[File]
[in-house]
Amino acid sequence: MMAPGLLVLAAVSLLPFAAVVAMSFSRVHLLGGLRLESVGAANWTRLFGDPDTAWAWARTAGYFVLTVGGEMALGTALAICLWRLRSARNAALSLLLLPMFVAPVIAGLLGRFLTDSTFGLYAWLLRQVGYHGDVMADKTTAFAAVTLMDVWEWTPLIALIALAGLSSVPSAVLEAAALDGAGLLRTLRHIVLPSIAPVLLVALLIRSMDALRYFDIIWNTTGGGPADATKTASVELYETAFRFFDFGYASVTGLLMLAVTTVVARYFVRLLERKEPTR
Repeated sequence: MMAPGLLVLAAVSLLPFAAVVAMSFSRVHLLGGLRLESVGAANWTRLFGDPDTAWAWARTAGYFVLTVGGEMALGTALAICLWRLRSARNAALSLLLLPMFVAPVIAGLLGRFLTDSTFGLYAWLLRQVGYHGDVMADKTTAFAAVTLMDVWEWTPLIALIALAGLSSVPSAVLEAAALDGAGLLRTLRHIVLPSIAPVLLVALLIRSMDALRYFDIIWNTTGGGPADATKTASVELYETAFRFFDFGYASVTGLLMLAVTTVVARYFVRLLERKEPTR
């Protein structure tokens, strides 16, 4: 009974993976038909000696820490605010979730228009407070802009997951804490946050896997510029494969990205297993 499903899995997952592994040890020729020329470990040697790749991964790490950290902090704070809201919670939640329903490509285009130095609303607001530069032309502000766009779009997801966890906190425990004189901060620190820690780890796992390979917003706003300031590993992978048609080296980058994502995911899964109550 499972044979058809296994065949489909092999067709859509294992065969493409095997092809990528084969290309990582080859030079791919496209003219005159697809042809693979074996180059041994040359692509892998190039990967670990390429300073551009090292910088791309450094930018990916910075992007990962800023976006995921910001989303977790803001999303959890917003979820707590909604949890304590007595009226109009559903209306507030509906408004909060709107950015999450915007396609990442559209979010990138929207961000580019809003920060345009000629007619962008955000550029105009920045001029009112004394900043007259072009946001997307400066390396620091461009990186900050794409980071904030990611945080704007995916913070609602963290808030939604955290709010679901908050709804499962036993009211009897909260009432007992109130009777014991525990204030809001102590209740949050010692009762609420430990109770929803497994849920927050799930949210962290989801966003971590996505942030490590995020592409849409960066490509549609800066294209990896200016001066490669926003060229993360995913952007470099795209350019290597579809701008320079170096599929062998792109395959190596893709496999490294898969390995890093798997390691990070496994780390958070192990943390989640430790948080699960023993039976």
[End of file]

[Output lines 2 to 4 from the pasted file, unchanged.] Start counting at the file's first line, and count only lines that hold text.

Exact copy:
Amino acid sequence: MMAPGLLVLAAVSLLPFAAVVAMSFSRVHLLGGLRLESVGAANWTRLFGDPDTAWAWARTAGYFVLTVGGEMALGTALAICLWRLRSARNAALSLLLLPMFVAPVIAGLLGRFLTDSTFGLYAWLLRQVGYHGDVMADKTTAFAAVTLMDVWEWTPLIALIALAGLSSVPSAVLEAAALDGAGLLRTLRHIVLPSIAPVLLVALLIRSMDALRYFDIIWNTTGGGPADATKTASVELYETAFRFFDFGYASVTGLLMLAVTTVVARYFVRLLERKEPTR
Repeated sequence: MMAPGLLVLAAVSLLPFAAVVAMSFSRVHLLGGLRLESVGAANWTRLFGDPDTAWAWARTAGYFVLTVGGEMALGTALAICLWRLRSARNAALSLLLLPMFVAPVIAGLLGRFLTDSTFGLYAWLLRQVGYHGDVMADKTTAFAAVTLMDVWEWTPLIALIALAGLSSVPSAVLEAAALDGAGLLRTLRHIVLPSIAPVLLVALLIRSMDALRYFDIIWNTTGGGPADATKTASVELYETAFRFFDFGYASVTGLLMLAVTTVVARYFVRLLERKEPTR
């Protein structure tokens, strides 16, 4: 009974993976038909000696820490605010979730228009407070802009997951804490946050896997510029494969990205297993 499903899995997952592994040890020729020329470990040697790749991964790490950290902090704070809201919670939640329903490509285009130095609303607001530069032309502000766009779009997801966890906190425990004189901060620190820690780890796992390979917003706003300031590993992978048609080296980058994502995911899964109550 499972044979058809296994065949489909092999067709859509294992065969493409095997092809990528084969290309990582080859030079791919496209003219005159697809042809693979074996180059041994040359692509892998190039990967670990390429300073551009090292910088791309450094930018990916910075992007990962800023976006995921910001989303977790803001999303959890917003979820707590909604949890304590007595009226109009559903209306507030509906408004909060709107950015999450915007396609990442559209979010990138929207961000580019809003920060345009000629007619962008955000550029105009920045001029009112004394900043007259072009946001997307400066390396620091461009990186900050794409980071904030990611945080704007995916913070609602963290808030939604955290709010679901908050709804499962036993009211009897909260009432007992109130009777014991525990204030809001102590209740949050010692009762609420430990109770929803497994849920927050799930949210962290989801966003971590996505942030490590995020592409849409960066490509549609800066294209990896200016001066490669926003060229993360995913952007470099795209350019290597579809701008320079170096599929062998792109395959190596893709496999490294898969390995890093798997390691990070496994780390958070192990943390989640430790948080699960023993039976």